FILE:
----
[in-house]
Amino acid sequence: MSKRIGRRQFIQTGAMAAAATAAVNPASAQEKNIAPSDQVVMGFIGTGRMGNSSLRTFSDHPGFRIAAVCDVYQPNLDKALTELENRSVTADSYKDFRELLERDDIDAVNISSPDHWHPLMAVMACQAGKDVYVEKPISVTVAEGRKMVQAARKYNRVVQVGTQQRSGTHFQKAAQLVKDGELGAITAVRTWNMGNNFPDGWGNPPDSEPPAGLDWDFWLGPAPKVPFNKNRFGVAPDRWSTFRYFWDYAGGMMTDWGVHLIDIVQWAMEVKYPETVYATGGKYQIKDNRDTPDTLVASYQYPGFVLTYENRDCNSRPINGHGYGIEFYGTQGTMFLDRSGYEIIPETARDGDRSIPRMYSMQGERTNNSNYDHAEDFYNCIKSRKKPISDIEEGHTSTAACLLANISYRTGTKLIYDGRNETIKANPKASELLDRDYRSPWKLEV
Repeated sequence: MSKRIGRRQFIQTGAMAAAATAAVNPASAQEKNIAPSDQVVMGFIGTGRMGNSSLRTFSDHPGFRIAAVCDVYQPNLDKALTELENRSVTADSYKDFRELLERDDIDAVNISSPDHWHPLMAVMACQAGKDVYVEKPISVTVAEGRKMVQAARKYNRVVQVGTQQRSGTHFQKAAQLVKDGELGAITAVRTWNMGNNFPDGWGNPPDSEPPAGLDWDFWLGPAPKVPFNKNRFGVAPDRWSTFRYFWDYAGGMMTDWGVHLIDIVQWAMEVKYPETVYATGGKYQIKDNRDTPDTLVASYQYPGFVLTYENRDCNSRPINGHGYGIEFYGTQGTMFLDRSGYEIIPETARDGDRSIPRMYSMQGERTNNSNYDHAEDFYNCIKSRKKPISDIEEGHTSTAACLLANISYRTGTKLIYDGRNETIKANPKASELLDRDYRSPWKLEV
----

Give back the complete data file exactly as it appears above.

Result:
[in-house]
Amino acid sequence: MSKRIGRRQFIQTGAMAAAATAAVNPASAQEKNIAPSDQVVMGFIGTGRMGNSSLRTFSDHPGFRIAAVCDVYQPNLDKALTELENRSVTADSYKDFRELLERDDIDAVNISSPDHWHPLMAVMACQAGKDVYVEKPISVTVAEGRKMVQAARKYNRVVQVGTQQRSGTHFQKAAQLVKDGELGAITAVRTWNMGNNFPDGWGNPPDSEPPAGLDWDFWLGPAPKVPFNKNRFGVAPDRWSTFRYFWDYAGGMMTDWGVHLIDIVQWAMEVKYPETVYATGGKYQIKDNRDTPDTLVASYQYPGFVLTYENRDCNSRPINGHGYGIEFYGTQGTMFLDRSGYEIIPETARDGDRSIPRMYSMQGERTNNSNYDHAEDFYNCIKSRKKPISDIEEGHTSTAACLLANISYRTGTKLIYDGRNETIKANPKASELLDRDYRSPWKLEV
Repeated sequence: MSKRIGRRQFIQTGAMAAAATAAVNPASAQEKNIAPSDQVVMGFIGTGRMGNSSLRTFSDHPGFRIAAVCDVYQPNLDKALTELENRSVTADSYKDFRELLERDDIDAVNISSPDHWHPLMAVMACQAGKDVYVEKPISVTVAEGRKMVQAARKYNRVVQVGTQQRSGTHFQKAAQLVKDGELGAITAVRTWNMGNNFPDGWGNPPDSEPPAGLDWDFWLGPAPKVPFNKNRFGVAPDRWSTFRYFWDYAGGMMTDWGVHLIDIVQWAMEVKYPETVYATGGKYQIKDNRDTPDTLVASYQYPGFVLTYENRDCNSRPINGHGYGIEFYGTQGTMFLDRSGYEIIPETARDGDRSIPRMYSMQGERTNNSNYDHAEDFYNCIKSRKKPISDIEEGHTSTAACLLANISYRTGTKLIYDGRNETIKANPKASELLDRDYRSPWKLEV